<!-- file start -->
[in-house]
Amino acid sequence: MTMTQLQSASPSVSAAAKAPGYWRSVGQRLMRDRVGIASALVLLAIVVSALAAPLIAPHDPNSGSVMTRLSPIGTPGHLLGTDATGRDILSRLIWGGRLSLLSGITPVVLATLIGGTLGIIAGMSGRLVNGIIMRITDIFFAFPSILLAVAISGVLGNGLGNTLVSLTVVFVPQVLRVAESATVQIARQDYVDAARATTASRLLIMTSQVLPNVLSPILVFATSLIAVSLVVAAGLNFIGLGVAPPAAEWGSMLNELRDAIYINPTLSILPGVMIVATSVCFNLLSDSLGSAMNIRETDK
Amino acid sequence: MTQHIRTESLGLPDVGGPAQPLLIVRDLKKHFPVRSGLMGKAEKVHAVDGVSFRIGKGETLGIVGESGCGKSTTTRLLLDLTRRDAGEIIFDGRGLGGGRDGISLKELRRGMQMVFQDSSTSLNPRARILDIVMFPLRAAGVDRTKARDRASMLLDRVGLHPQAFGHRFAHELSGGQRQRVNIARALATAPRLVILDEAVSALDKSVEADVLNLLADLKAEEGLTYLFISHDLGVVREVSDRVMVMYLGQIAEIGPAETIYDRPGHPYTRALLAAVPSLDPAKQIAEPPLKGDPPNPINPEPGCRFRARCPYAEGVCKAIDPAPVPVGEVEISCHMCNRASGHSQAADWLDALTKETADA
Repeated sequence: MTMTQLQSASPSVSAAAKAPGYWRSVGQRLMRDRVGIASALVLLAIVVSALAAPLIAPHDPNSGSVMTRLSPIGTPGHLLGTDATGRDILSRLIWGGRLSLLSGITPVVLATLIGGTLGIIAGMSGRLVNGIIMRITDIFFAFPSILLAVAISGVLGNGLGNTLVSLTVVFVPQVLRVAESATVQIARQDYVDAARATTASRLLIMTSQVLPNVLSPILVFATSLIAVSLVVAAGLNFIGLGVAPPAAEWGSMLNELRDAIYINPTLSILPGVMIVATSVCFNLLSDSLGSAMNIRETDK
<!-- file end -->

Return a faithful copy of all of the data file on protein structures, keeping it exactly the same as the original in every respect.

[in-house]
Amino acid sequence: MTMTQLQSASPSVSAAAKAPGYWRSVGQRLMRDRVGIASALVLLAIVVSALAAPLIAPHDPNSGSVMTRLSPIGTPGHLLGTDATGRDILSRLIWGGRLSLLSGITPVVLATLIGGTLGIIAGMSGRLVNGIIMRITDIFFAFPSILLAVAISGVLGNGLGNTLVSLTVVFVPQVLRVAESATVQIARQDYVDAARATTASRLLIMTSQVLPNVLSPILVFATSLIAVSLVVAAGLNFIGLGVAPPAAEWGSMLNELRDAIYINPTLSILPGVMIVATSVCFNLLSDSLGSAMNIRETDK
Amino acid sequence: MTQHIRTESLGLPDVGGPAQPLLIVRDLKKHFPVRSGLMGKAEKVHAVDGVSFRIGKGETLGIVGESGCGKSTTTRLLLDLTRRDAGEIIFDGRGLGGGRDGISLKELRRGMQMVFQDSSTSLNPRARILDIVMFPLRAAGVDRTKARDRASMLLDRVGLHPQAFGHRFAHELSGGQRQRVNIARALATAPRLVILDEAVSALDKSVEADVLNLLADLKAEEGLTYLFISHDLGVVREVSDRVMVMYLGQIAEIGPAETIYDRPGHPYTRALLAAVPSLDPAKQIAEPPLKGDPPNPINPEPGCRFRARCPYAEGVCKAIDPAPVPVGEVEISCHMCNRASGHSQAADWLDALTKETADA
Repeated sequence: MTMTQLQSASPSVSAAAKAPGYWRSVGQRLMRDRVGIASALVLLAIVVSALAAPLIAPHDPNSGSVMTRLSPIGTPGHLLGTDATGRDILSRLIWGGRLSLLSGITPVVLATLIGGTLGIIAGMSGRLVNGIIMRITDIFFAFPSILLAVAISGVLGNGLGNTLVSLTVVFVPQVLRVAESATVQIARQDYVDAARATTASRLLIMTSQVLPNVLSPILVFATSLIAVSLVVAAGLNFIGLGVAPPAAEWGSMLNELRDAIYINPTLSILPGVMIVATSVCFNLLSDSLGSAMNIRETDK